Senate Hearing on School Funding Reform Held In Bergen County
Cliffside Park – The bipartisan Senate Select Committee on School Funding Fairness, co-chaired by Senate President Steve Sweeney and Senator Joseph Pennacchio, held its fourth hearing today, gaining input on the fairness and equity of the formula that distributes funding to all of New Jersey’s school districts. The session, held in Cliffside Park, drew education officials from nearly every school district in Bergen County, including superintendents, school board members, teachers, principals, state and local officials, as well as statewide education advocacy groups.
“The input we are gaining from these public hearings confirms our belief that school funding reforms are needed to correct a system that is unfair and inequitable,” said Senator Sweeney. “It is more than obvious that the fatal flaws of adjustment aid and enrollment caps are causing a lopsided distribution of aid to school districts throughout the state, including those in Bergen County. By correcting those problems and increasing total state aid we can provide full funding for every district in New Jersey.”
The hearings are examining the effectiveness of the school aid formula, the distribution of local funding, and the impact on education and property taxes, giving the panel input to make recommended reforms.
School districts in Bergen County would gain $213 million in additional aid under full funding, with Hackensack gaining $21 million, Lodi $20 million and Cliffside Park $5 million.
“This is a fiscal issue as well as an education priority,” said Senator Sarlo, who chairs the Senate Budget Committee. “School funding has a real impact on local taxpayers. We make significant investments in our schools and we want to make sure the funds are used effectively and responsibly.”
The original formula was altered to include provisions that have prevented districts with increased student enrollment from receiving fair compensation at the same time other school systems are overcompensated with money for students they don’t have. These add-ons – “growth caps” and “adjustment aid” – were intended to be temporary but continue to be funded eight years later, exacerbating a disparity that leaves some districts with as little as 40 percent funding while others get 140 percent or more of the formula aid.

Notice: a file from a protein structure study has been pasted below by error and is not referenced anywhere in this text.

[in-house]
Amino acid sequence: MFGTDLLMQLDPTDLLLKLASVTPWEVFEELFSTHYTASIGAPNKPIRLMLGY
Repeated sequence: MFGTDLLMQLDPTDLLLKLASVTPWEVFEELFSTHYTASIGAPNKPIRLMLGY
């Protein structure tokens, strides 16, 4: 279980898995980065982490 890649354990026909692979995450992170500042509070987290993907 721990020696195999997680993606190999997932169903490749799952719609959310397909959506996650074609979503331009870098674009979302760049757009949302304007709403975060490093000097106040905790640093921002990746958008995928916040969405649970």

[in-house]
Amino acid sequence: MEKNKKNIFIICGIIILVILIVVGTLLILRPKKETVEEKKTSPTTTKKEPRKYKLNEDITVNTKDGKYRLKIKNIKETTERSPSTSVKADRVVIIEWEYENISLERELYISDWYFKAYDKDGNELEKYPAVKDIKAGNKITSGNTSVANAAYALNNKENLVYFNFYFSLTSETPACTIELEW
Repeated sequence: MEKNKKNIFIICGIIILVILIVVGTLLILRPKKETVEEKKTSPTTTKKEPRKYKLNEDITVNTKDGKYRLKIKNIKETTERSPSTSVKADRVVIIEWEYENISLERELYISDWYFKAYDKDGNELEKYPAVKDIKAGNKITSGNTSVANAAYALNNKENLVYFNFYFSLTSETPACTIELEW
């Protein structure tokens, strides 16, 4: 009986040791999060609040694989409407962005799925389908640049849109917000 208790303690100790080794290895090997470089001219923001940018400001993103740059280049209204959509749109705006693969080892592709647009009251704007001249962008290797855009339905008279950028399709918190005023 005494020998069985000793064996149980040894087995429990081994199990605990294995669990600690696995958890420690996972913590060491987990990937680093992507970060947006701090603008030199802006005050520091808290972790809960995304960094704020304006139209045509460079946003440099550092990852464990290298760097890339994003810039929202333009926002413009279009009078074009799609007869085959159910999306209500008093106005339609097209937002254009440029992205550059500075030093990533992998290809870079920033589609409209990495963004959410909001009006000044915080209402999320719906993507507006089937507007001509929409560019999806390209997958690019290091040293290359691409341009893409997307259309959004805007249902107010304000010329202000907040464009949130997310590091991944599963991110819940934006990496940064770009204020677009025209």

“There is no issue more important than investing in the education of our children, but we have to make sure that state funding is allocated in a fair and responsible way. We are committed to working to address the inadequacies in the school funding formula with a goal of bringing all districts to 100% funding,” said Senator Ruiz. “This hearing was part of the process of examining the impact of the current funding structure on districts as we work to remedy the system.”
According to the Garden State Coalition of Schools, taxpayers in 200 communities are paying nearly $1 billion more than their local fair share to make up the inadequacy of school funding. At the same time, $538 million in “adjustment aid” is going to districts that already receive more than 100 percent of formula aid, a disparity that will only grow worse if it isn’t corrected, Senator Sweeney said.
Statewide, this year’s budget for formula aid to school districts is currently $8 billion. This includes about $530 million in adjustment aid to school districts that are overfunded based on their student population and property tax base. If the state did not underfund the SFRA, it should be providing about $9.5 billion in aid to school districts. As a result, hundreds of school districts are levying higher school property taxes on their residents than they should be to make up for shortfalls created by the State.
The committee will also assess the impact of tax growth on the ability of school districts to fund their schools, evaluate special education services, look at per-pupil administrative costs, the fairness of the current equalized valuation and income measure, and the impact of property tax abatements. It will also look for recommendations to lower property taxes.
Senator Sweeney has also advocated for an increase in total school aid of $100 million annually over five years to reach full funding.
“As we continue to hear from parents and education officials, we are receiving a lot of feedback from districts that are asking for the tools they need to do their jobs, which is educating the children of our state,” said Senator Sandra Cunningham, chair of the Higher Education Committee. “We thank them for their willingness to be part of the effort. This is a process and hearing from districts and officials across the state is an important part of the committee’s work.”
The committee also includes Senator M. Teresa Ruiz, who also serves as chair of the Senate Education Committee, Senator Sandra Cunningham, chair of the Senate Higher Education Committee, Senator Paul Sarlo, chair of the Budget Committee, Senator Steven Oroho, Senator Michael Doherty and Senator Samuel Thompson.
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